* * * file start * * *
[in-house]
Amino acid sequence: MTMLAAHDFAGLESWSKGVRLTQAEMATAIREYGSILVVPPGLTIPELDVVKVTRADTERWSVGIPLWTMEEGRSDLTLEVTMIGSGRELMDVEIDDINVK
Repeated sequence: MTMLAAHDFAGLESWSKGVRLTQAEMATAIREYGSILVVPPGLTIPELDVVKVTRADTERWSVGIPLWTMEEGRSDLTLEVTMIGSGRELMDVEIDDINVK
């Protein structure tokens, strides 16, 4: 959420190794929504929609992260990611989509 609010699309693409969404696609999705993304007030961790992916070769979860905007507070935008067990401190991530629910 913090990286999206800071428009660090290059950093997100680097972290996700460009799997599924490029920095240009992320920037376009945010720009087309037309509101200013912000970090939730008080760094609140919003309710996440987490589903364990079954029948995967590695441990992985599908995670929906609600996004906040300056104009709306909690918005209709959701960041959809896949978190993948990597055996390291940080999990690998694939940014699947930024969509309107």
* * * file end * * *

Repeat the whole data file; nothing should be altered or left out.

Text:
[in-house]
Amino acid sequence: MTMLAAHDFAGLESWSKGVRLTQAEMATAIREYGSILVVPPGLTIPELDVVKVTRADTERWSVGIPLWTMEEGRSDLTLEVTMIGSGRELMDVEIDDINVK
Repeated sequence: MTMLAAHDFAGLESWSKGVRLTQAEMATAIREYGSILVVPPGLTIPELDVVKVTRADTERWSVGIPLWTMEEGRSDLTLEVTMIGSGRELMDVEIDDINVK
């Protein structure tokens, strides 16, 4: 959420190794929504929609992260990611989509 609010699309693409969404696609999705993304007030961790992916070769979860905007507070935008067990401190991530629910 913090990286999206800071428009660090290059950093997100680097972290996700460009799997599924490029920095240009992320920037376009945010720009087309037309509101200013912000970090939730008080760094609140919003309710996440987490589903364990079954029948995967590695441990992985599908995670929906609600996004906040300056104009709306909690918005209709959701960041959809896949978190993948990597055996390291940080999990690998694939940014699947930024969509309107």